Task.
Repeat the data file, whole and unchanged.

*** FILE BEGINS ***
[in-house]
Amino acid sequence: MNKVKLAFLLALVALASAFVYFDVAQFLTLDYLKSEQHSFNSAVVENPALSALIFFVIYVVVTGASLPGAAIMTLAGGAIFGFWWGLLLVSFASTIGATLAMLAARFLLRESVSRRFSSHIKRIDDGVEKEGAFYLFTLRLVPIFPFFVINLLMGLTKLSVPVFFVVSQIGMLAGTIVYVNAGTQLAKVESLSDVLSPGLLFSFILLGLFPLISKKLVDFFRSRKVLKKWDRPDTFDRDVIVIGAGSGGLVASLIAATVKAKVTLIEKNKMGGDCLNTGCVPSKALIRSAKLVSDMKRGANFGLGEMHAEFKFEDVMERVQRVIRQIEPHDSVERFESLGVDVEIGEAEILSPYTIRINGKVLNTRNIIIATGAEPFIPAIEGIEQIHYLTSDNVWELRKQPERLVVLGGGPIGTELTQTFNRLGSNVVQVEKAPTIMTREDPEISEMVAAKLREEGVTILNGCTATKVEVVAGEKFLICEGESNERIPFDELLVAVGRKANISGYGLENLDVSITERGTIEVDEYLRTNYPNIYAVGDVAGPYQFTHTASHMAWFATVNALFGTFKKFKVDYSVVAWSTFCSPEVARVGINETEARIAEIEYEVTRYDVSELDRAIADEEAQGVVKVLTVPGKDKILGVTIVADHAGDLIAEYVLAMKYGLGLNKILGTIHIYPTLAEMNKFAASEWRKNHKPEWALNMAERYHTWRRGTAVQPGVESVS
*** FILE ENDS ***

[in-house]
Amino acid sequence: MNKVKLAFLLALVALASAFVYFDVAQFLTLDYLKSEQHSFNSAVVENPALSALIFFVIYVVVTGASLPGAAIMTLAGGAIFGFWWGLLLVSFASTIGATLAMLAARFLLRESVSRRFSSHIKRIDDGVEKEGAFYLFTLRLVPIFPFFVINLLMGLTKLSVPVFFVVSQIGMLAGTIVYVNAGTQLAKVESLSDVLSPGLLFSFILLGLFPLISKKLVDFFRSRKVLKKWDRPDTFDRDVIVIGAGSGGLVASLIAATVKAKVTLIEKNKMGGDCLNTGCVPSKALIRSAKLVSDMKRGANFGLGEMHAEFKFEDVMERVQRVIRQIEPHDSVERFESLGVDVEIGEAEILSPYTIRINGKVLNTRNIIIATGAEPFIPAIEGIEQIHYLTSDNVWELRKQPERLVVLGGGPIGTELTQTFNRLGSNVVQVEKAPTIMTREDPEISEMVAAKLREEGVTILNGCTATKVEVVAGEKFLICEGESNERIPFDELLVAVGRKANISGYGLENLDVSITERGTIEVDEYLRTNYPNIYAVGDVAGPYQFTHTASHMAWFATVNALFGTFKKFKVDYSVVAWSTFCSPEVARVGINETEARIAEIEYEVTRYDVSELDRAIADEEAQGVVKVLTVPGKDKILGVTIVADHAGDLIAEYVLAMKYGLGLNKILGTIHIYPTLAEMNKFAASEWRKNHKPEWALNMAERYHTWRRGTAVQPGVESVS